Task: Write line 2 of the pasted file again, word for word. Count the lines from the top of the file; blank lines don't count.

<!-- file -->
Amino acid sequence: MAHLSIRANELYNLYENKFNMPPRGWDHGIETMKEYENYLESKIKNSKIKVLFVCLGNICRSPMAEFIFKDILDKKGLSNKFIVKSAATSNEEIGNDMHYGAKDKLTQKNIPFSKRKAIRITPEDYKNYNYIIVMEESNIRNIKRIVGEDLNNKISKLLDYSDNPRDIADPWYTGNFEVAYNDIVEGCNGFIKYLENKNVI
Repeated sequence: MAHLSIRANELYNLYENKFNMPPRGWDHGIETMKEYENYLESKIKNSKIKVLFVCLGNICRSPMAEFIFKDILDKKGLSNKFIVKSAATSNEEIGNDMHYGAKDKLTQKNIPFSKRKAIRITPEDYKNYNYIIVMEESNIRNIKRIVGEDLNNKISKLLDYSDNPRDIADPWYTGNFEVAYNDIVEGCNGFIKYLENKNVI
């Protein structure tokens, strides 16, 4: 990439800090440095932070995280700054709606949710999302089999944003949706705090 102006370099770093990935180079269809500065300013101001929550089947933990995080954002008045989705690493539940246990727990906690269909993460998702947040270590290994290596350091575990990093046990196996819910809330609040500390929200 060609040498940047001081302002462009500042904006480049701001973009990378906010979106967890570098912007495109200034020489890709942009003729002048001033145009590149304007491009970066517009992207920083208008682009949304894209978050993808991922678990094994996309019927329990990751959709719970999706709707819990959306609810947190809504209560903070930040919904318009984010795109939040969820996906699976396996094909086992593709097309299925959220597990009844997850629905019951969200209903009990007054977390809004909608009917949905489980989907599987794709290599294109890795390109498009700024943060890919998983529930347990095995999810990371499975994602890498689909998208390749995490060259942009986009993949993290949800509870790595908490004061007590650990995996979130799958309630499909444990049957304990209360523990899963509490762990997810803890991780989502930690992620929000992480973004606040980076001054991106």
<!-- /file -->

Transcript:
Repeated sequence: MAHLSIRANELYNLYENKFNMPPRGWDHGIETMKEYENYLESKIKNSKIKVLFVCLGNICRSPMAEFIFKDILDKKGLSNKFIVKSAATSNEEIGNDMHYGAKDKLTQKNIPFSKRKAIRITPEDYKNYNYIIVMEESNIRNIKRIVGEDLNNKISKLLDYSDNPRDIADPWYTGNFEVAYNDIVEGCNGFIKYLENKNVI